Clastic rock

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Breccia. Notice the angular nature of the large clasts
Marble breccia from Naples.

Clastic rocks are composed of fragments, or clasts, of pre-existing rock.

Although, in principle, almost any rock made of eroded former rock is clastic (such as sandstone or mudstone), in practice the term is used for clasts of at least gravel size upwards. That means clasts are at least visible to the naked eye, and may be huge.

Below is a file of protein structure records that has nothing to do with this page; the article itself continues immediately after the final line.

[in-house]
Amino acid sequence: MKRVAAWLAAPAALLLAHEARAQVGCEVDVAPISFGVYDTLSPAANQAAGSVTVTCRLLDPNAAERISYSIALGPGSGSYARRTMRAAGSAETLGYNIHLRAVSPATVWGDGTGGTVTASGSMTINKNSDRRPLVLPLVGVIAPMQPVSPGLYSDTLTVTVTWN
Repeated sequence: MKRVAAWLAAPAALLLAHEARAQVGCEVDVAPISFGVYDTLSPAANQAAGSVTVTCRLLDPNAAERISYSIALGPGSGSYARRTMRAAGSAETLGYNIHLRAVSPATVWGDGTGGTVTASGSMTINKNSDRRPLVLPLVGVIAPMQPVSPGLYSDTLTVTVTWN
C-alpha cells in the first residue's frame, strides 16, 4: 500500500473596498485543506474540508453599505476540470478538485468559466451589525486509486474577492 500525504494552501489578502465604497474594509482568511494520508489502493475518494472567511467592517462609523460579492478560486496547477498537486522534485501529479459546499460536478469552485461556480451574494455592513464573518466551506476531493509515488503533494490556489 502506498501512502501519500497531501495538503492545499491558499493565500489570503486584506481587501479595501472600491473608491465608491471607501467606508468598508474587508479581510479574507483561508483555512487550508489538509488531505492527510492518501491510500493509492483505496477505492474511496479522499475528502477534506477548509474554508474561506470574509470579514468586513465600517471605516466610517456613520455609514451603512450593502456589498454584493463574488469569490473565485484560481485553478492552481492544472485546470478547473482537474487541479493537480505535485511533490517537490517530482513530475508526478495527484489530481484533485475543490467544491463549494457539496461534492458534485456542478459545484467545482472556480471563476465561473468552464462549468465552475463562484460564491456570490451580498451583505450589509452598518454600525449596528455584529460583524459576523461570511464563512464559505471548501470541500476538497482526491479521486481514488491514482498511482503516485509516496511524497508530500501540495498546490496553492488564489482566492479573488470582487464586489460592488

There are two types of clastic rock, by shape. conglomerates have rounded clasts, and breccias have jagged clasts.[1]

In a clastic rock, the clasts are often of a different make-up from the ground rock or matrix.

References[change | change source]

  1. Neuendorf, Klaus; Mehl, James; Jackson, Julia 2005. Glossary of Geology. 5th ed, American Geological Institute: Alexandria, VA.